15. I have a hard time just being a part of the play with my son. Although I realize that when I just let go and get into the play I have a lot more fun and find activities less exhausting

    LaToya’s last blog post..Taking Some Time to Breathe

    • @LaToya, you know what? that is such a great point. Play can get very exhausting when I am trying to take control and be the director. It’s actually a LOT more fun for me when I just let go and get silly and do things that make no sense in my “grown-up” mind. Fantastic insight!

  16. This is all so exciting Megan, see I had a good feeling about you! Congrats and blessings.
    I feel like the old mamma on some of these blogs, now that my kids are older and all… but it is so refreshing and heartwarming to see such a positive parenting approach. I remember feeling like I was the only lonely sole at the beach or on the ravine path looking for signs of spring or collecting craft bits while all the other moms in suburbia were at the mall or something.
    Letting kids “play” is not really about control , but it sure can mess up a photo idea or intention. I had to apply this same discipline when they started making cookies or helping me decorate for holidays etc. I tried to give myself credit for at least being aware of all the different lessons learned or observed and trusting that if I messed up I’d certainly get many more chances !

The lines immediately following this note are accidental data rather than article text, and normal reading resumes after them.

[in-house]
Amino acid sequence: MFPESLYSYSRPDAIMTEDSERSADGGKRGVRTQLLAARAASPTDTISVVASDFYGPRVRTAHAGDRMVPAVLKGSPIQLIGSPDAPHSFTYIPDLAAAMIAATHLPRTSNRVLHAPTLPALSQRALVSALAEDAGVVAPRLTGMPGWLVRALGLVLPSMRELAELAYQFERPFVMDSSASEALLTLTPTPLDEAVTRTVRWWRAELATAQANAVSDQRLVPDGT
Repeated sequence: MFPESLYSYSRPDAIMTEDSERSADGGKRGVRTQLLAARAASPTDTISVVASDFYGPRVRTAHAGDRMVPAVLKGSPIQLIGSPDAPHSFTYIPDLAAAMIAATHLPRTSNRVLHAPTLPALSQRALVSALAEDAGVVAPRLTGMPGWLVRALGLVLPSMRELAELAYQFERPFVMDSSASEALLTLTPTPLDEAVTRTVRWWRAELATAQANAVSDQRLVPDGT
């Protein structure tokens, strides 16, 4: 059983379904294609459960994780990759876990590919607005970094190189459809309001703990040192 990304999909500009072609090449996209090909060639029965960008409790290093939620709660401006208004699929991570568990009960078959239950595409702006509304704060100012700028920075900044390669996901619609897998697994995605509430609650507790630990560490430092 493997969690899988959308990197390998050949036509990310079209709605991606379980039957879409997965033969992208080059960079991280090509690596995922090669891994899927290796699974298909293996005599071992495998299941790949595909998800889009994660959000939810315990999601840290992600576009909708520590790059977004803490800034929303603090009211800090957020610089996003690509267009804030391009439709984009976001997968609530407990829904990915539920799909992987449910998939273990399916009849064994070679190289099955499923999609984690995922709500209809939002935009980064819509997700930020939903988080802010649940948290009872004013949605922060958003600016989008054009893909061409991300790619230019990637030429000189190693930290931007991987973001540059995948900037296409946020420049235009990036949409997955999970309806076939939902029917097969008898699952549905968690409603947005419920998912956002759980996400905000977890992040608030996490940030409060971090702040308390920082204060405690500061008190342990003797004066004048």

deb’s last blog post..WHEN QUIET NEEDS SONG

    • @deb, I think you are so right. My sister teaches art and she is all the time trying to instill in her students the skill of looking for “happy accidents” – those times where the plan gets messed up (for whatever reason) and you have to find a way to work through the problem. Oftentimes, the solution to the problem makes the project better (and more interesting!) than it started out to be!

  17. Well I’m not really there yet with Jayci – but I am positive that will be a struggle for me . . . thanks for the reminder! :-) you rock girl!

    Becca’s last blog post..I Heart Hats

  18. In no time at all, you are gonna be there, mama!

  19. We tried the fairy houses and my three-year-old Evelyn just wanted to collect stuff to make the house and cart it around on her tricycle. We never got to actual building and when I tried to start she put the material back on her trike. She’s going to make a great contractor one day.

    Wilhelmina’s last blog post..Things I Got Right Today

  20. I love “The Creative Family” and frequently think of Amanda’s words when my kids begin to get really dirty. She says she sees this as a sign of good play. So, I find myself letting go and watching them enjoy a little freedom.

    Erin’s last blog post..Weekend Snapshots

Trackbacks

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  5. [...] at Simple Kids. I look forward to hearing more of what she has to say. Check out her post about overcoming her bossy big sister tendencies and letting her little girl play freely.Stephanie from Keeper of the Home has a new eBook [...]